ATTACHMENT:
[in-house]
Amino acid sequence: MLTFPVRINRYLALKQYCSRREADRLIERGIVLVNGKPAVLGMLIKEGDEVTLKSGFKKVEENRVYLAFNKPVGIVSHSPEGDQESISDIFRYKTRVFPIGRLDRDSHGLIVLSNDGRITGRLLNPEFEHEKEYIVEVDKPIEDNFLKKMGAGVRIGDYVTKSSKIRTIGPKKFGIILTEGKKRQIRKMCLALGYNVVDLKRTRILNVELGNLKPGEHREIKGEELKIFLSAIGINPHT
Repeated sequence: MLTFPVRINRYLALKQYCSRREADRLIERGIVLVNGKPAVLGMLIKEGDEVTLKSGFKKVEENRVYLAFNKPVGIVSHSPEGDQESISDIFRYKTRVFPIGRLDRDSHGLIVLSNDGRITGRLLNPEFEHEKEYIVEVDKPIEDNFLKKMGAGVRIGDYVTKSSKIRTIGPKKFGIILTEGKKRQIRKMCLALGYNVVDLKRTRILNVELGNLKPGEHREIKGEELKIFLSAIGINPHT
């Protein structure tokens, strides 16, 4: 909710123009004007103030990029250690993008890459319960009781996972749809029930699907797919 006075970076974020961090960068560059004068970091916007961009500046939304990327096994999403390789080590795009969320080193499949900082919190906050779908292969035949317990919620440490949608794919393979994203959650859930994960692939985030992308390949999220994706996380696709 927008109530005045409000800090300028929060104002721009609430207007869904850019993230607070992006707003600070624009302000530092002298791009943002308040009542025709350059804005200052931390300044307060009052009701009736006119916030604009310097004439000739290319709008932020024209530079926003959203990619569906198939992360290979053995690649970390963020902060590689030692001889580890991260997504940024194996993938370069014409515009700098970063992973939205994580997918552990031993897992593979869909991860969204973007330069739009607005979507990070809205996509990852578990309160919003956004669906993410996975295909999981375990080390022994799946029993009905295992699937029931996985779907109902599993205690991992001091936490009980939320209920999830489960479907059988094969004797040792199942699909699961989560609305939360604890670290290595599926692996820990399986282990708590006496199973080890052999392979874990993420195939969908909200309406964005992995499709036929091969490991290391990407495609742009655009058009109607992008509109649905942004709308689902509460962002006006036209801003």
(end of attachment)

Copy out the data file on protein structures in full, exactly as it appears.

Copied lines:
[in-house]
Amino acid sequence: MLTFPVRINRYLALKQYCSRREADRLIERGIVLVNGKPAVLGMLIKEGDEVTLKSGFKKVEENRVYLAFNKPVGIVSHSPEGDQESISDIFRYKTRVFPIGRLDRDSHGLIVLSNDGRITGRLLNPEFEHEKEYIVEVDKPIEDNFLKKMGAGVRIGDYVTKSSKIRTIGPKKFGIILTEGKKRQIRKMCLALGYNVVDLKRTRILNVELGNLKPGEHREIKGEELKIFLSAIGINPHT
Repeated sequence: MLTFPVRINRYLALKQYCSRREADRLIERGIVLVNGKPAVLGMLIKEGDEVTLKSGFKKVEENRVYLAFNKPVGIVSHSPEGDQESISDIFRYKTRVFPIGRLDRDSHGLIVLSNDGRITGRLLNPEFEHEKEYIVEVDKPIEDNFLKKMGAGVRIGDYVTKSSKIRTIGPKKFGIILTEGKKRQIRKMCLALGYNVVDLKRTRILNVELGNLKPGEHREIKGEELKIFLSAIGINPHT
């Protein structure tokens, strides 16, 4: 909710123009004007103030990029250690993008890459319960009781996972749809029930699907797919 006075970076974020961090960068560059004068970091916007961009500046939304990327096994999403390789080590795009969320080193499949900082919190906050779908292969035949317990919620440490949608794919393979994203959650859930994960692939985030992308390949999220994706996380696709 927008109530005045409000800090300028929060104002721009609430207007869904850019993230607070992006707003600070624009302000530092002298791009943002308040009542025709350059804005200052931390300044307060009052009701009736006119916030604009310097004439000739290319709008932020024209530079926003959203990619569906198939992360290979053995690649970390963020902060590689030692001889580890991260997504940024194996993938370069014409515009700098970063992973939205994580997918552990031993897992593979869909991860969204973007330069739009607005979507990070809205996509990852578990309160919003956004669906993410996975295909999981375990080390022994799946029993009905295992699937029931996985779907109902599993205690991992001091936490009980939320209920999830489960479907059988094969004797040792199942699909699961989560609305939360604890670290290595599926692996820990399986282990708590006496199973080890052999392979874990993420195939969908909200309406964005992995499709036929091969490991290391990407495609742009655009058009109607992008509109649905942004709308689902509460962002006006036209801003």